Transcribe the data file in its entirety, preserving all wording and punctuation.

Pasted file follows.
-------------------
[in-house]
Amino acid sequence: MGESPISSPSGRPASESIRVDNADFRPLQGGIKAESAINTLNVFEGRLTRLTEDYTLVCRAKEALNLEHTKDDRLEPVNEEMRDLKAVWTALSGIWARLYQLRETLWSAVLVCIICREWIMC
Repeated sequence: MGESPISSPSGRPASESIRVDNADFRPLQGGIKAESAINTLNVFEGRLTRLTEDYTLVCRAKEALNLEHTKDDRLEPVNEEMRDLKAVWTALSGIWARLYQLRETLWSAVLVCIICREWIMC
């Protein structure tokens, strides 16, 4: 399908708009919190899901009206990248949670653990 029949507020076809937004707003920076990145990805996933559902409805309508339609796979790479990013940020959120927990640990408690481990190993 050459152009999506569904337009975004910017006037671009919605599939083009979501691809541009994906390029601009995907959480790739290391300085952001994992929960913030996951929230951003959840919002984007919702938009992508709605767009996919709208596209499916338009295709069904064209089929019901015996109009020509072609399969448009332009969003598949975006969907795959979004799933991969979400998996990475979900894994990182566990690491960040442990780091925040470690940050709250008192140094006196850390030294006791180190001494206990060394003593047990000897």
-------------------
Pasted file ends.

[in-house]
Amino acid sequence: MGESPISSPSGRPASESIRVDNADFRPLQGGIKAESAINTLNVFEGRLTRLTEDYTLVCRAKEALNLEHTKDDRLEPVNEEMRDLKAVWTALSGIWARLYQLRETLWSAVLVCIICREWIMC
Repeated sequence: MGESPISSPSGRPASESIRVDNADFRPLQGGIKAESAINTLNVFEGRLTRLTEDYTLVCRAKEALNLEHTKDDRLEPVNEEMRDLKAVWTALSGIWARLYQLRETLWSAVLVCIICREWIMC
């Protein structure tokens, strides 16, 4: 399908708009919190899901009206990248949670653990 029949507020076809937004707003920076990145990805996933559902409805309508339609796979790479990013940020959120927990640990408690481990190993 050459152009999506569904337009975004910017006037671009919605599939083009979501691809541009994906390029601009995907959480790739290391300085952001994992929960913030996951929230951003959840919002984007919702938009992508709605767009996919709208596209499916338009295709069904064209089929019901015996109009020509072609399969448009332009969003598949975006969907795959979004799933991969979400998996990475979900894994990182566990690491960040442990780091925040470690940050709250008192140094006196850390030294006791180190001494206990060394003593047990000897």